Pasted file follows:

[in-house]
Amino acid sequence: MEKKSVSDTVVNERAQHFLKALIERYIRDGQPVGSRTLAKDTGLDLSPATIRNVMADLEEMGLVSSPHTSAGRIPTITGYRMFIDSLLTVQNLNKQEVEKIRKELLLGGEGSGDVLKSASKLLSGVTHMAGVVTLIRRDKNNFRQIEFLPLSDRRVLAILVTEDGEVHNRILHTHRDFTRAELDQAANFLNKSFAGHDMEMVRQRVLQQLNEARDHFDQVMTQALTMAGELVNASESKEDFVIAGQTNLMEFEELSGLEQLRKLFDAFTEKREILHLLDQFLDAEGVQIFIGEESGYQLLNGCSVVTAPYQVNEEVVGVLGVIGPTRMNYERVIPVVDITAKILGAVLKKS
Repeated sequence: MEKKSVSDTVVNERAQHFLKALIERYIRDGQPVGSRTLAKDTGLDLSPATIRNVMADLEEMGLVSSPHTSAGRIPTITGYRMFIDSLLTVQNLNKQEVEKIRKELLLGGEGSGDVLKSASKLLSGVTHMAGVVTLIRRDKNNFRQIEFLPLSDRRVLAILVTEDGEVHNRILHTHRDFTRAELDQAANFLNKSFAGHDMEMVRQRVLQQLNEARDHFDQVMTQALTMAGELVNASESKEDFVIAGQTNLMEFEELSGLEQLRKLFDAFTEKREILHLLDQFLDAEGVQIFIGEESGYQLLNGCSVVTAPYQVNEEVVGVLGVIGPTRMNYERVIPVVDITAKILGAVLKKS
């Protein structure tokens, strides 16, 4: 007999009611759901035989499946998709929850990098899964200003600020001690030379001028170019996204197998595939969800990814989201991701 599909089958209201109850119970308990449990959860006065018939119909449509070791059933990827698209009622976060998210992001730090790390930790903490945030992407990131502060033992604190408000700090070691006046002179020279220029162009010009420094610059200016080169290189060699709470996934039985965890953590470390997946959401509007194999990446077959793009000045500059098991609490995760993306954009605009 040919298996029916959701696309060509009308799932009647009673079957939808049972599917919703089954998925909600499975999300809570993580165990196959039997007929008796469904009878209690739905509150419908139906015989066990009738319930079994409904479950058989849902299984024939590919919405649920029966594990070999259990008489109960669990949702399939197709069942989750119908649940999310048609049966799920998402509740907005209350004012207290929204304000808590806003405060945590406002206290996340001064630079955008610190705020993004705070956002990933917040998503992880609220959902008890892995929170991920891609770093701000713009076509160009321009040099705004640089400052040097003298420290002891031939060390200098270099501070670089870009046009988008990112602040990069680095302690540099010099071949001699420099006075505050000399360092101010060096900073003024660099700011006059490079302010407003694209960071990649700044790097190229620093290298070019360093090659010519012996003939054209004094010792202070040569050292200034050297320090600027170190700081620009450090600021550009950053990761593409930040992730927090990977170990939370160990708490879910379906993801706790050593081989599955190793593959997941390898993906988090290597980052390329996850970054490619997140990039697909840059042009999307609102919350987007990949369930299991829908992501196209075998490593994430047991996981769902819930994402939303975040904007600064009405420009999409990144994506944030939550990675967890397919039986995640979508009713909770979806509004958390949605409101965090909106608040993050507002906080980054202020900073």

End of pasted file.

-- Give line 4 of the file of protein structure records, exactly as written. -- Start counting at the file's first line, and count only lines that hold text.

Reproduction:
């Protein structure tokens, strides 16, 4: 007999009611759901035989499946998709929850990098899964200003600020001690030379001028170019996204197998595939969800990814989201991701 599909089958209201109850119970308990449990959860006065018939119909449509070791059933990827698209009622976060998210992001730090790390930790903490945030992407990131502060033992604190408000700090070691006046002179020279220029162009010009420094610059200016080169290189060699709470996934039985965890953590470390997946959401509007194999990446077959793009000045500059098991609490995760993306954009605009 040919298996029916959701696309060509009308799932009647009673079957939808049972599917919703089954998925909600499975999300809570993580165990196959039997007929008796469904009878209690739905509150419908139906015989066990009738319930079994409904479950058989849902299984024939590919919405649920029966594990070999259990008489109960669990949702399939197709069942989750119908649940999310048609049966799920998402509740907005209350004012207290929204304000808590806003405060945590406002206290996340001064630079955008610190705020993004705070956002990933917040998503992880609220959902008890892995929170991920891609770093701000713009076509160009321009040099705004640089400052040097003298420290002891031939060390200098270099501070670089870009046009988008990112602040990069680095302690540099010099071949001699420099006075505050000399360092101010060096900073003024660099700011006059490079302010407003694209960071990649700044790097190229620093290298070019360093090659010519012996003939054209004094010792202070040569050292200034050297320090600027170190700081620009450090600021550009950053990761593409930040992730927090990977170990939370160990708490879910379906993801706790050593081989599955190793593959997941390898993906988090290597980052390329996850970054490619997140990039697909840059042009999307609102919350987007990949369930299991829908992501196209075998490593994430047991996981769902819930994402939303975040904007600064009405420009999409990144994506944030939550990675967890397919039986995640979508009713909770979806509004958390949605409101965090909106608040993050507002906080980054202020900073």